I'm a Favre skeptic that would prefer the Vikings start Sage Rosenfels. I hope, then, that when I address the positives of adding Brett Favre to the Vikings, I'm able to offer a modest, sober assessment. But there are some on-the-field benefits to having Favre at quarterback.
Spreading the field for AP
It's hard to believe that the following two statements are true:
A. In his career, Adrian Peterson's starting quarterbacks have been Tarvaris Jackson, Kelly Holcomb, Brooks Bollinger, and Gus Frerotte.
B. Adrian Peterson has averaged 5.2 yards per rush.
In 2007 I watched the Chicago Bears occasionally put nine players in the box. Eight in the box is a regular occurance. Could a team do that with Brett Favre as the opposing QB? I don't know, and that could mean a career year for AP.
Low sack rate
Favre's career sack percentage is 4.8%. He led the league with 2.2% in 2004 and was as low as 2.7% in 2007. The Vikings have a good running game, but for years have been bad in 3rd and 11+ situation. A low sack rate will put the Vikings in fewer terrible situations.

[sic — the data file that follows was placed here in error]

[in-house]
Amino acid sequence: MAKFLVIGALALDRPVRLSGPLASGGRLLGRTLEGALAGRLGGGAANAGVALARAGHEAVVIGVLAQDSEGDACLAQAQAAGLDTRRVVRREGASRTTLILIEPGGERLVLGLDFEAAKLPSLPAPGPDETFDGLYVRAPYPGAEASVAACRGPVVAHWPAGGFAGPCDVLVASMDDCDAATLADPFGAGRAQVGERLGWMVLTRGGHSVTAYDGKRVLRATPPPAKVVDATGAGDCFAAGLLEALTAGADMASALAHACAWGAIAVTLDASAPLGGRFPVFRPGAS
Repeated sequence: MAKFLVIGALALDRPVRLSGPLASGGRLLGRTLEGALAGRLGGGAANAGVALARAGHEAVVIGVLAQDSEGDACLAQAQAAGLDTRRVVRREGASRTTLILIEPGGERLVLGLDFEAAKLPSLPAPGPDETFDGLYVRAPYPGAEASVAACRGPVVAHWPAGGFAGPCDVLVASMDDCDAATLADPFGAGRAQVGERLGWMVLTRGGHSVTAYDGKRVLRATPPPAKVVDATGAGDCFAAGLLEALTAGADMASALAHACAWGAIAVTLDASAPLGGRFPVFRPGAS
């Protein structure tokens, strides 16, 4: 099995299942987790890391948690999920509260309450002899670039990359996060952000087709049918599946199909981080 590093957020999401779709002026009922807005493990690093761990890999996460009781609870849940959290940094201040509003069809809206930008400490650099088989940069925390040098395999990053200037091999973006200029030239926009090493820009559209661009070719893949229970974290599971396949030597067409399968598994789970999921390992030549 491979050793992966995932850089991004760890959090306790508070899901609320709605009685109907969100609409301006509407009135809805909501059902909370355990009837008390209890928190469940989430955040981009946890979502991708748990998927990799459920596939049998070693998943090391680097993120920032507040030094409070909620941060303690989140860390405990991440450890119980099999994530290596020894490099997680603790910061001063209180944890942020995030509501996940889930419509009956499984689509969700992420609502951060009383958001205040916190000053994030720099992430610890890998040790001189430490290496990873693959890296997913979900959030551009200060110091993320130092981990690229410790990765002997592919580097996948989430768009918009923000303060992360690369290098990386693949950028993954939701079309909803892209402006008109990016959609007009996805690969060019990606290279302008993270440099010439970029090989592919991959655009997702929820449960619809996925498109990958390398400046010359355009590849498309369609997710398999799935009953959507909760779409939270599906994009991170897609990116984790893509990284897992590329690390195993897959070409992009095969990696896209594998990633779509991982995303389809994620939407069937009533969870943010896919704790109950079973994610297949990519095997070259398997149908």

Third and long?
Then again, perhaps a strong-armed quarterback like Favre will give the team a better chance of converting on third and long, too. I feel the Vikings have struggled in third and long since the days of Daunte Culpepper and Randy Moss.
The Vikings haven't had much of a hurry-up offense at all in the Childress reign; Favre would make the Vikings better when they need to drive quickly.
I do not know that these positives outweight the various glaring negatives. I also do not know that Sage Rosenfels would not provide some of the same things. But these are some potential benefits to Brett Favre at quarterback.